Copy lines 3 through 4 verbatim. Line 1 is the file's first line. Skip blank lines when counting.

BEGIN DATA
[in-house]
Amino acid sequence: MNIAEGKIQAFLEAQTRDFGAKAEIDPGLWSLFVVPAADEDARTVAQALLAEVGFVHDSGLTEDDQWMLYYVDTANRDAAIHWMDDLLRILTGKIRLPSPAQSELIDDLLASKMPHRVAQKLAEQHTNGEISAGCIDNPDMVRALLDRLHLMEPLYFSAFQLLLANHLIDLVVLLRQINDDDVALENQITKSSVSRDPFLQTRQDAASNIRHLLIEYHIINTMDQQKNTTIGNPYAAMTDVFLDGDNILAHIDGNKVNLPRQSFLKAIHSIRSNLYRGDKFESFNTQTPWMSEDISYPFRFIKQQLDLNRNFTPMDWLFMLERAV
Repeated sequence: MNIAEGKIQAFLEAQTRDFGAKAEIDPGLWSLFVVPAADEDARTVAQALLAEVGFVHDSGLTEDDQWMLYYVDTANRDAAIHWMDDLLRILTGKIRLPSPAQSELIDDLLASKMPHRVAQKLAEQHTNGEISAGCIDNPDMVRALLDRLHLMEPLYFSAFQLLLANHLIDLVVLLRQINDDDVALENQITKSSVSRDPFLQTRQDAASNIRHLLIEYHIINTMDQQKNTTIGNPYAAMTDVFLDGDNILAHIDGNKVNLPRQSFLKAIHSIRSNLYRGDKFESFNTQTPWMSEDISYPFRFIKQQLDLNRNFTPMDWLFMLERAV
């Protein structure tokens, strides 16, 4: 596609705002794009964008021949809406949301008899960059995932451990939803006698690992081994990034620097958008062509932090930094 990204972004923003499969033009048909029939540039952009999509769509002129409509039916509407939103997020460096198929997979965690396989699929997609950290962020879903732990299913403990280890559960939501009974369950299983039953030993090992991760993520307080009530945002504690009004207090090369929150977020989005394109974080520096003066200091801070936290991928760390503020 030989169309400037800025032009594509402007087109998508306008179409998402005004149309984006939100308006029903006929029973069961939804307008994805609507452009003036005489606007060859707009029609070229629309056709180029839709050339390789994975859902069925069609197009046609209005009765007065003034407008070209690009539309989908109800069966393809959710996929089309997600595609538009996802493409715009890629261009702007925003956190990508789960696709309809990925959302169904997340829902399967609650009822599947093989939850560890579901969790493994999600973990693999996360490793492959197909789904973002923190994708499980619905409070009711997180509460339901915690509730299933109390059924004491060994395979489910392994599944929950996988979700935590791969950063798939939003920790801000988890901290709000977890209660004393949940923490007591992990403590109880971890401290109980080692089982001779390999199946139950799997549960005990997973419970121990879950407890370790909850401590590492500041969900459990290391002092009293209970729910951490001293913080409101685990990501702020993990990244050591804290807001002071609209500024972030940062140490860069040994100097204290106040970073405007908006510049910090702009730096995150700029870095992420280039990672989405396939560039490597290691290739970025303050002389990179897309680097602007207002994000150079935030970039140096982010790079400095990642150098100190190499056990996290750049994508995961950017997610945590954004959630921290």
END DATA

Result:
Repeated sequence: MNIAEGKIQAFLEAQTRDFGAKAEIDPGLWSLFVVPAADEDARTVAQALLAEVGFVHDSGLTEDDQWMLYYVDTANRDAAIHWMDDLLRILTGKIRLPSPAQSELIDDLLASKMPHRVAQKLAEQHTNGEISAGCIDNPDMVRALLDRLHLMEPLYFSAFQLLLANHLIDLVVLLRQINDDDVALENQITKSSVSRDPFLQTRQDAASNIRHLLIEYHIINTMDQQKNTTIGNPYAAMTDVFLDGDNILAHIDGNKVNLPRQSFLKAIHSIRSNLYRGDKFESFNTQTPWMSEDISYPFRFIKQQLDLNRNFTPMDWLFMLERAV
């Protein structure tokens, strides 16, 4: 596609705002794009964008021949809406949301008899960059995932451990939803006698690992081994990034620097958008062509932090930094 990204972004923003499969033009048909029939540039952009999509769509002129409509039916509407939103997020460096198929997979965690396989699929997609950290962020879903732990299913403990280890559960939501009974369950299983039953030993090992991760993520307080009530945002504690009004207090090369929150977020989005394109974080520096003066200091801070936290991928760390503020 030989169309400037800025032009594509402007087109998508306008179409998402005004149309984006939100308006029903006929029973069961939804307008994805609507452009003036005489606007060859707009029609070229629309056709180029839709050339390789994975859902069925069609197009046609209005009765007065003034407008070209690009539309989908109800069966393809959710996929089309997600595609538009996802493409715009890629261009702007925003956190990508789960696709309809990925959302169904997340829902399967609650009822599947093989939850560890579901969790493994999600973990693999996360490793492959197909789904973002923190994708499980619905409070009711997180509460339901915690509730299933109390059924004491060994395979489910392994599944929950996988979700935590791969950063798939939003920790801000988890901290709000977890209660004393949940923490007591992990403590109880971890401290109980080692089982001779390999199946139950799997549960005990997973419970121990879950407890370790909850401590590492500041969900459990290391002092009293209970729910951490001293913080409101685990990501702020993990990244050591804290807001002071609209500024972030940062140490860069040994100097204290106040970073405007908006510049910090702009730096995150700029870095992420280039990672989405396939560039490597290691290739970025303050002389990179897309680097602007207002994000150079935030970039140096982010790079400095990642150098100190190499056990996290750049994508995961950017997610945590954004959630921290």